I am constantly amazed at the voices that do stand up though.  I was glad to hear of a student from the Bronx talk about students in the Bronx organizing a walk out of thousands of students when the government was going to take away their right to a student metrocard to get to and from school.  I was inspired listening to Intikana from Rebel Diaz Arts Collective talking about how they’re using art and music and film and all sorts of creative outlets to give people in the Bronx a way to express themselves in non-violent and constructive ways.  It’s great to see young people working to bring about a new day.  It’s good for all of us to see that we can make a difference, whether through our churches doing a soup kitchen, clothing closet, food pantry, or other social action.  In the midst of the sometimes uphill climb and little defeats in the battle, it’s good to know that none of us are alone in this battle and that we have folks journeying with us all over the world.

From a faith perspective, we are clearly called to the poor, to the wounded, to those that need to feel that love and wholeness and new life.  This isn’t just the obvious poor among us, but it’s also the single mom trying to make ends meet, it’s also our cranky next door neighbor who’s as lonely as heck, it’s also our friends, our family, the people we see at the office or grocery store or school.

One of this past week’s lectionary texts was 1 Peter 2:19-25 and it talked about suffering and following in Christ’s footsteps.  Now, I don’t know about you, but I don’t ask God for suffering.  If you suffer, you suffer, but Christ suffers with you, I get that.  But I’m not asking for it like the lovely Mr. Wesley in his new year’s service.  There’s two things I like in particular about this text – one that Christ suffered for us and so God knows what suffering feels like – for real without a doubt not even his fault suffering.  There’s a song in the new Broadway musical, The Book of Mormon that’s called “Man Up.”  I am NOT endorsing or saying you should go out and watch Book of Mormon or get the soundtrack.  The story is about two Mormon missionaries in Africa and needless to say, one of them is seeing that he has a challenge before him and he’s like, hey – Jesus had to man up, so I need to too.  I’m not saying that we all have to man or woman up, but the song is right in that Christ did suffer and die and he’s been there.  He knows what it’s like to feel alone, tired, hungry, beaten, ridiculed, and tortured.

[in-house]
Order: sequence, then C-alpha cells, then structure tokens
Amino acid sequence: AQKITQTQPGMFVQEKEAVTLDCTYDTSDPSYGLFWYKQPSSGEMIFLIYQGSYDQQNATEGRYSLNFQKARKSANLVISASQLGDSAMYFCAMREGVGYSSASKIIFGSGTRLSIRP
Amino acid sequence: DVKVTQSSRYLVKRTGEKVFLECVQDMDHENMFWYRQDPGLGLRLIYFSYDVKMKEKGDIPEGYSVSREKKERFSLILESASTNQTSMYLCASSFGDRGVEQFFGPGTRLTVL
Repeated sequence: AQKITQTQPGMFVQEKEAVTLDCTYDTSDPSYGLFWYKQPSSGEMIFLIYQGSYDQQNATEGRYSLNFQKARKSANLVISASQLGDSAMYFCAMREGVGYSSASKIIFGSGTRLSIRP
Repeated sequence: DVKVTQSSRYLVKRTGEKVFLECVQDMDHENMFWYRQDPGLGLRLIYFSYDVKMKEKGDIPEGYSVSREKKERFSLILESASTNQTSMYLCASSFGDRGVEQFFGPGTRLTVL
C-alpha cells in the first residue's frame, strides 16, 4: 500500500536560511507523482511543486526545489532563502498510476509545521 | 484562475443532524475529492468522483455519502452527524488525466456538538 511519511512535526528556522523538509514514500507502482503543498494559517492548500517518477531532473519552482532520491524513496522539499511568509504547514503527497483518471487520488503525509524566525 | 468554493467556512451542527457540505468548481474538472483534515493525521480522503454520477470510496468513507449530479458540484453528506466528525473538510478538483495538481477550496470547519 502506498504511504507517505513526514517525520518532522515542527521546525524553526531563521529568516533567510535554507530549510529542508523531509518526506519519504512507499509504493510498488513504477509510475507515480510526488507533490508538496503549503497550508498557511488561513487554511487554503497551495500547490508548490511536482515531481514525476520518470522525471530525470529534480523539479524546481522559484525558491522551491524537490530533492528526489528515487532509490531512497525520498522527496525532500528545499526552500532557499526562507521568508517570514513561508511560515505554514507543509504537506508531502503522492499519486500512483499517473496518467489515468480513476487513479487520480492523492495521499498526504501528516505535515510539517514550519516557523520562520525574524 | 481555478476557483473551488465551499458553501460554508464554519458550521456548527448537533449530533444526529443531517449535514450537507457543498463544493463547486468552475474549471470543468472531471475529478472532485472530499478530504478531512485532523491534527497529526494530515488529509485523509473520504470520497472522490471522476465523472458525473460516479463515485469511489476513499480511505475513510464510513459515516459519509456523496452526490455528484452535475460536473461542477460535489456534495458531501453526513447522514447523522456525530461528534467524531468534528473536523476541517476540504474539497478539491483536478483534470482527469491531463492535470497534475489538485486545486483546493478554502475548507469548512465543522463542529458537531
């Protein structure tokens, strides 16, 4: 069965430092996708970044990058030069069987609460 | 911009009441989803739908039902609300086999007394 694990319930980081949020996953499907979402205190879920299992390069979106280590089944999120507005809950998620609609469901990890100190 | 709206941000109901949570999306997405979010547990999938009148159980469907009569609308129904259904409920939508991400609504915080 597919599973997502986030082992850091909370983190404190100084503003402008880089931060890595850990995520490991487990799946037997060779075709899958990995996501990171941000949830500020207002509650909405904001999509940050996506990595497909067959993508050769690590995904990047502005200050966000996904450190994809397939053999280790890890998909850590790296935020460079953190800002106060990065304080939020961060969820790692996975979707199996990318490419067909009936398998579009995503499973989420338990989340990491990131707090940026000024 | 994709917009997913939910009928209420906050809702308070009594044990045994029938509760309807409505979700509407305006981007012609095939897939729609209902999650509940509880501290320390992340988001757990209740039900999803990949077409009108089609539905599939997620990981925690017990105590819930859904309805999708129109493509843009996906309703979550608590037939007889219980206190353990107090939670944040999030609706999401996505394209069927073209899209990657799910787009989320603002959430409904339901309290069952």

The other thing is that he did the suffering for us, that “by his wounds you have been healed” and he is our Shepherd leading us home.  To me, this calls us in two different directions – one to realize that we realize that this LOVE and sacrifice was for us.  The other is to realize that we have to share this LOVE and sacrifice with the world.  We can’t say, that’s not my problem, it’s a problem over “there” with “those” people in “that” place.  Nope, it’s something that we all must wrestle with as we share the light and love of Christ.  This cycle of poverty only ends as we all jump into the fight, pool our resources, and leave our pride, self-protection, and rationalizations at the door.

We learned a ton in New York.  It was a great trip.  The thing I like about these trips is that it’s not just something we leave in New York, in this far away place, but these are things we learn and do and bring home to make a difference where we are, not just in a nice, greeting card kind of way, but for real.

How do we break the cycle of poverty in our communities?  How do we break the cycle of unbelief and fear and doubt?  How do we break the cycle of people believing that Jesus would just look at them with contempt and say that they deserved it because of what they did?  What are our churches saying about the cycle of poverty and suffering?  Anything?  What message are we telling?  What inner soundtrack are our lives rocking along too?

A nice, tame song by JJ Heller, “What Love Really Means.”

Man Up from the Book of Mormon – (don’t forget this is a satirical musical written by the creators of South Park and Avenue Q so listen at your own risk…this is your disclaimer, seriously.)

If someone was going to write a satirical musical about our faith?  our denomination?  our churches? what would it say???

Info about Rebel Diaz Arts Collective:  http://rdacbx.blogspot.com/

Info about the United Methodist Seminar Program:

http://www.gbgm.umc.org/UMW/work/mission-education/seminar-program/